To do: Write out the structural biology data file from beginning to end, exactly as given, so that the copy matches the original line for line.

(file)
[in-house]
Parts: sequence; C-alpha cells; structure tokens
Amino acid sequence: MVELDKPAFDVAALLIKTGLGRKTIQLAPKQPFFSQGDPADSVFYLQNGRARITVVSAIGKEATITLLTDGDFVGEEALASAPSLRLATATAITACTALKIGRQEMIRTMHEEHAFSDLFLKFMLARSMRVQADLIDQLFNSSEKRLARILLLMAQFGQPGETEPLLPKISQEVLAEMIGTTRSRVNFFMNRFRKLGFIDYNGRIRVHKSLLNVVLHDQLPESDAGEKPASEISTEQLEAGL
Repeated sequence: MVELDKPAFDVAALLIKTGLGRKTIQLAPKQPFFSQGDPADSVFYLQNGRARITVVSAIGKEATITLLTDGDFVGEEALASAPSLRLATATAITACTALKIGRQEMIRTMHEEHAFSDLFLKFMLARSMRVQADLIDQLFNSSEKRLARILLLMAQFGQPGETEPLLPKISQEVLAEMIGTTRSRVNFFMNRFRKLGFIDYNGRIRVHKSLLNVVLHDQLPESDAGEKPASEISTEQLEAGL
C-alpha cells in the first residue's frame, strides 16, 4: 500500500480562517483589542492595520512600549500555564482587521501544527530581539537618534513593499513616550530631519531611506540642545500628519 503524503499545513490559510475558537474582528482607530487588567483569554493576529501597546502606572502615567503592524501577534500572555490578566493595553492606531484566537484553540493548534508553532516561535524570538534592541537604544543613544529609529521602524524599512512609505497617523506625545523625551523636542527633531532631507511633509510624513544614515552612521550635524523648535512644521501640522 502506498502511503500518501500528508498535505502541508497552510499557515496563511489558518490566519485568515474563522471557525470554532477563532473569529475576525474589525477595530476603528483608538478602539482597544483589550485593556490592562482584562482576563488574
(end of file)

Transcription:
[in-house]
Parts: sequence; C-alpha cells; structure tokens
Amino acid sequence: MVELDKPAFDVAALLIKTGLGRKTIQLAPKQPFFSQGDPADSVFYLQNGRARITVVSAIGKEATITLLTDGDFVGEEALASAPSLRLATATAITACTALKIGRQEMIRTMHEEHAFSDLFLKFMLARSMRVQADLIDQLFNSSEKRLARILLLMAQFGQPGETEPLLPKISQEVLAEMIGTTRSRVNFFMNRFRKLGFIDYNGRIRVHKSLLNVVLHDQLPESDAGEKPASEISTEQLEAGL
Repeated sequence: MVELDKPAFDVAALLIKTGLGRKTIQLAPKQPFFSQGDPADSVFYLQNGRARITVVSAIGKEATITLLTDGDFVGEEALASAPSLRLATATAITACTALKIGRQEMIRTMHEEHAFSDLFLKFMLARSMRVQADLIDQLFNSSEKRLARILLLMAQFGQPGETEPLLPKISQEVLAEMIGTTRSRVNFFMNRFRKLGFIDYNGRIRVHKSLLNVVLHDQLPESDAGEKPASEISTEQLEAGL
C-alpha cells in the first residue's frame, strides 16, 4: 500500500480562517483589542492595520512600549500555564482587521501544527530581539537618534513593499513616550530631519531611506540642545500628519 503524503499545513490559510475558537474582528482607530487588567483569554493576529501597546502606572502615567503592524501577534500572555490578566493595553492606531484566537484553540493548534508553532516561535524570538534592541537604544543613544529609529521602524524599512512609505497617523506625545523625551523636542527633531532631507511633509510624513544614515552612521550635524523648535512644521501640522 502506498502511503500518501500528508498535505502541508497552510499557515496563511489558518490566519485568515474563522471557525470554532477563532473569529475576525474589525477595530476603528483608538478602539482597544483589550485593556490592562482584562482576563488574